Now it was late in the afternoon, on the thirty-first of October. Mitch sat at his desk in his room, doodling the designs he’d thought up for the fox witch’s spell book earlier that day in class. (He still hadn’t named her; nothing he found felt ‘right’.) The chime of a text message went off, but it took him several seconds to pull his mind out of tomes and grimoires.
A text from Chris was waiting for him:
‘Still coming to the party? maybe well remember this one lmao’
‘yeah, I am’, he sent back.
‘Sick! dont be late or well leave without you lol’
Mitch sat up and stretched both his back and his fingers. He could probably use a break from fox stuff anyway. Flipping his sketchbook closed, he got up and started getting his things together to head out—after taking a peek out the window.
Outside, the sun came in gold and heavy against the autumn leaves and stretched the shadows out like long strokes across the pavement. He lingered at the window for a moment, appreciating the bustle and color of everyone heading out to whatever Halloween get-together they had planned, whether in full costume or just tucked into a light jacket. Maybe he’d even see some of them at the party Chris was driving him to.
Speaking of which, he needed to get going or he’d miss his ride. Unlike last year, where he’d just thrown together a fox costume last-minute, he’d had time to prepare. And since the fox ears and tail now gave him a weird, queasy feeling when he saw them in his closet, he’d bought a cheap pirate outfit. Nothing fancy, just a hat made of folded felt, an eye patch, and a plastic sword to stick through one of the belt loops on his pants.
Just as he’d finished adjusting the eye patch and was reaching for his glasses, everything went dark with a loud whoosh, like a howling wind. This was not ‘a storm rolling in’ dark, nor ‘who turned out the lights?’ dark, nor even ‘accidentally put on two eye patches instead of one’ dark. He had been enveloped in the complete darkness of night. Not even the stars that filled the sky above him offered any illumination.
Where was he? What had just happened? And how were there stars in his room? He lifted his eye patch, for all the good that did, and shouted, “Hey!”
Acid green light flickered underneath him: trails of light, tracing a seven-pointed star around his feet, inscribed within a larger circle. As the last lines met, the light erupted around him and a great gust from underneath him blew his hair back and ruffled his clothes.
29 October, 2020
A business catgirl turns into an embarrassingly anime catgirl. In the middle of the office, no less! Explicit.
Tara’s big presentation for the board of directors had gone well, until her hair turned candy-apple red.
For instance, she’d gotten to the conference room with half an hour to spare, so that her laptop would be hooked up and ready to go. She’d even had enough time to duck into the bathroom for a couple minutes, to make sure that both her chin-length black hair and the feline ears poking out of it were brushed and tidy. And once she got started, she didn’t even have to check her notes. She was only a few slides away from the end when things went wrong.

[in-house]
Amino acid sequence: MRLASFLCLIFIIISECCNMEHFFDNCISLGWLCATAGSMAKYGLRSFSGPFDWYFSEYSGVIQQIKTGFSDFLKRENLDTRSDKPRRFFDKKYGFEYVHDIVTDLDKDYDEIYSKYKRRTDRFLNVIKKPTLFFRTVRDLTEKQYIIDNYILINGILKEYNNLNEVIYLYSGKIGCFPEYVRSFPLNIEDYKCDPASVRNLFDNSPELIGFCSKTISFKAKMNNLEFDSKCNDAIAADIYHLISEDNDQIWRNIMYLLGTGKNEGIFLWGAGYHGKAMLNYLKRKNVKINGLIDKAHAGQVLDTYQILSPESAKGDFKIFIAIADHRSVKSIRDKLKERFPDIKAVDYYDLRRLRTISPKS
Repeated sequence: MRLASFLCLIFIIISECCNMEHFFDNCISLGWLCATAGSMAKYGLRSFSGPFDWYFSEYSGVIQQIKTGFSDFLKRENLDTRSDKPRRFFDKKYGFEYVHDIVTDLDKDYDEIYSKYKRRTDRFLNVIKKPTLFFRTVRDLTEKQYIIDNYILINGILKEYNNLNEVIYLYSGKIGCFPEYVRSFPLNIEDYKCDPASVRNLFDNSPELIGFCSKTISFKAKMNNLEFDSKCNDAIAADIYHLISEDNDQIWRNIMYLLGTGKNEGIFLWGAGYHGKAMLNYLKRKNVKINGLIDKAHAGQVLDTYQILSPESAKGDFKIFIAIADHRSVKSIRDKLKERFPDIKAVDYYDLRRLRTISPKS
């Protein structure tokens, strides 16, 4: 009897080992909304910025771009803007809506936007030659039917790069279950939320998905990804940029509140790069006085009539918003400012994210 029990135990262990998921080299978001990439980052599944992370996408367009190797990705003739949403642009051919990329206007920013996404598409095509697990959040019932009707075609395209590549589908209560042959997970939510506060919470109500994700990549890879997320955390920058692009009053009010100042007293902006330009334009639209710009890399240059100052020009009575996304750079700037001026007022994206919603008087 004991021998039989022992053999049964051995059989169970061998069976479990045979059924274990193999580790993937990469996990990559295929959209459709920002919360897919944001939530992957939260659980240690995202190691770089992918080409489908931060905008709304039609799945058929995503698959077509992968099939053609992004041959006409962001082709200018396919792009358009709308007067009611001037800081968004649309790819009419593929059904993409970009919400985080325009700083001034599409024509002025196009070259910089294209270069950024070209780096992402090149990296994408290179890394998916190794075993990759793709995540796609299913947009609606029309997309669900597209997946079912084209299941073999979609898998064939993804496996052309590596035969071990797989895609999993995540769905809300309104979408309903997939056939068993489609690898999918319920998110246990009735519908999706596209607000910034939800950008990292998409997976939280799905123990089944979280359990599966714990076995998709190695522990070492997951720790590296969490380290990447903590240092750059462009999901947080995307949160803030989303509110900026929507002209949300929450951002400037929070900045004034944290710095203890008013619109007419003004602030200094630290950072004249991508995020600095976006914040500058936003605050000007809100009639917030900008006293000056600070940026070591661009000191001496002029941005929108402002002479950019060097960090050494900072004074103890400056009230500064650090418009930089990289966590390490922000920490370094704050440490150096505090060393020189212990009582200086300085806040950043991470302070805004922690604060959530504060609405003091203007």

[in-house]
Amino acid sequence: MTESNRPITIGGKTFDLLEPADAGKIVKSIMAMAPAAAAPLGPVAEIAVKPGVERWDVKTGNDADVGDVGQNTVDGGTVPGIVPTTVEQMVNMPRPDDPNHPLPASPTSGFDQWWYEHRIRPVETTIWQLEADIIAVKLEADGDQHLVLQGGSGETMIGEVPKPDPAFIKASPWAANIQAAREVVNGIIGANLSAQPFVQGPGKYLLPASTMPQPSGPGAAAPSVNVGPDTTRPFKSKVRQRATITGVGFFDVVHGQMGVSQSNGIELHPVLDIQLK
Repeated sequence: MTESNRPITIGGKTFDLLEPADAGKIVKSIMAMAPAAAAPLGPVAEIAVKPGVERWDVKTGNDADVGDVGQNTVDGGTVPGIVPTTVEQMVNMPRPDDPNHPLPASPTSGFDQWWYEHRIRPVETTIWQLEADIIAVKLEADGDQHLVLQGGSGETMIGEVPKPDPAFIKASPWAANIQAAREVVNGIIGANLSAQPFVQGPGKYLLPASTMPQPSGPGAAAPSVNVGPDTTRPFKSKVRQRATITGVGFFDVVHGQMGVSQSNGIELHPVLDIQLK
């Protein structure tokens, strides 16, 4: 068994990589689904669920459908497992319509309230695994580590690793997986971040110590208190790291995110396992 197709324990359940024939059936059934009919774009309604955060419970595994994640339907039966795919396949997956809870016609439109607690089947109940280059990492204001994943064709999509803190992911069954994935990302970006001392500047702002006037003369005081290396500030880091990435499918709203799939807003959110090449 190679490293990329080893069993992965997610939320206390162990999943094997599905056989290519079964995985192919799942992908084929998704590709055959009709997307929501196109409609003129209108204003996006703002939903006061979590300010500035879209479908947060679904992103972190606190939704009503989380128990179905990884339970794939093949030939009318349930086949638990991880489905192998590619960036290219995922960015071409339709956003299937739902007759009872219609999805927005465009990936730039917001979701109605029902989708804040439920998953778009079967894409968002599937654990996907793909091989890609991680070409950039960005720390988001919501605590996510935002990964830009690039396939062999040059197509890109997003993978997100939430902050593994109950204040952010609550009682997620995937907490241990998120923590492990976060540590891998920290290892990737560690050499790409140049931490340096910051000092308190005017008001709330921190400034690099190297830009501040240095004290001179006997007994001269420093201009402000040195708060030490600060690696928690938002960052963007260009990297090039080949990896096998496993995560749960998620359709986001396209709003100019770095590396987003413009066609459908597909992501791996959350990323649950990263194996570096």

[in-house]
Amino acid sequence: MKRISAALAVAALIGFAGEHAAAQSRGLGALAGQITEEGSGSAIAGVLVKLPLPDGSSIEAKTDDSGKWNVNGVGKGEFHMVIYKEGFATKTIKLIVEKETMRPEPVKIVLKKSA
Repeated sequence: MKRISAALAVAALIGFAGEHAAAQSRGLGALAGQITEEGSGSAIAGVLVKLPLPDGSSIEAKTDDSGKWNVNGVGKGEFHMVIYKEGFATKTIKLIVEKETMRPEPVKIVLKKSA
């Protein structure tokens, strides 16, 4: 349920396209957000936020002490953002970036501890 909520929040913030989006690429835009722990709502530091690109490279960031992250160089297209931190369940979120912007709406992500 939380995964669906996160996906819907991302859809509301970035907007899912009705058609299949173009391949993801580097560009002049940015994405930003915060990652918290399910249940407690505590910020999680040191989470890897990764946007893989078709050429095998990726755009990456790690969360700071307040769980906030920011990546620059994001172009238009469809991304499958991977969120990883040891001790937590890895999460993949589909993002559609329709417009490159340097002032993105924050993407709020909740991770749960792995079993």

One of the board members raised their hand and leaned forward. They didn’t even look up from the phone in their hand. Tara couldn’t remember their name but was immediately sure they had always been on the board and she shouldn’t question whether they had. Unable to guess whether she ought to call them sir or ma’am, she had to settle for asking, “Yes?”
They kept their eyes on their phone. “Question. Have you considered kawaii?”
Tara breathed in sharply and a small chill ran down her spine, all the way to the tip of her black tail. One of the board member’s jackal-ears twitched, as if they’d heard her gasp. Did they know? She’d worked hard to keep her whole thing a secret. Her laser pointer rolled anxiously between her sweating fingers. “I’m...not familiar, so no.”
“Really? I thought you’d be familiar with, y’know, nyan.” They curled their hand in a paw-like gesture.
As if a gust of wind struck her in the face her hair blew back from her face, then swung back down again, its color warmed to a bright, glossy red. With a flick of her ears and a swish of her tail, both of them had turned pastel pink.
For a moment she stood still, with the hair on the back of her neck prickling and her heart beating faster and faster. She didn’t know what to do or say. Everyone was staring at her, except for the one board member who had asked the question—they had settled back into their chair, once again occupied with their phone.
She gulped and then said, “S-sorry, Tara has to excuse herself.”
15 October, 2020
Blackshirtboy's birthday present is a free trip to Egypt Times, complete with a new catgirl princess persona. Mature.
Just as you settle down at your desk with some tea, your computer chimes with a new message:
You pause and double-check to make sure you’re not a panther, or a dragon, or a dog. You’re not. As far as you can tell, all your parts are still in their usual configuration. So you tell Kotep no, and wait for a minute or two to see if they’re going to send you something. When nothing comes right away, you shrug and grab your tablet pen so you can get to work.
A couple minutes into drawing, a warm draft ruffles the back of your shirt. You glance up at the window, which is wide open to the outside, with only a pair of linen curtains to soften the breeze. It’s not getting hot and sticky again, is it? Summer should be over by now. But the fresh air is light enough to soothe rather than stifle, and it carries the dry green smell of date palm blossoms into your room.
You narrow your eyes suspiciously at the window. It’s off, but you’re not sure how. You’re definitely not getting up to stick your head through, that’s for sure.
You turn back to your tablet and keep drawing.
The window stretches taller and taller and its panes disappear completely. Columns rise quietly from the receding walls, growing white and tapering until they blossom into wide lotus-petal capitals, painted red and green and gold. They meet the ceiling, then slowly and steadily push it higher and higher. Your small room isn’t so small any more.
You’re not paying attention to that, though. Your fingertips have turned black.
Black fur, smooth and short, sweeps over your hands. It ripples beneath your skin as it moves and reshapes your fingers, leaving them light and nimble. You barely have time to sit up in surprise before it moves up along your arms, like a pair of velvet gloves being tugged up past your elbows. The sleeves of your shirt cleave away from the rest, fall down your arms, and grip your arms as they re-form into gold armbands inlaid with blue lapis.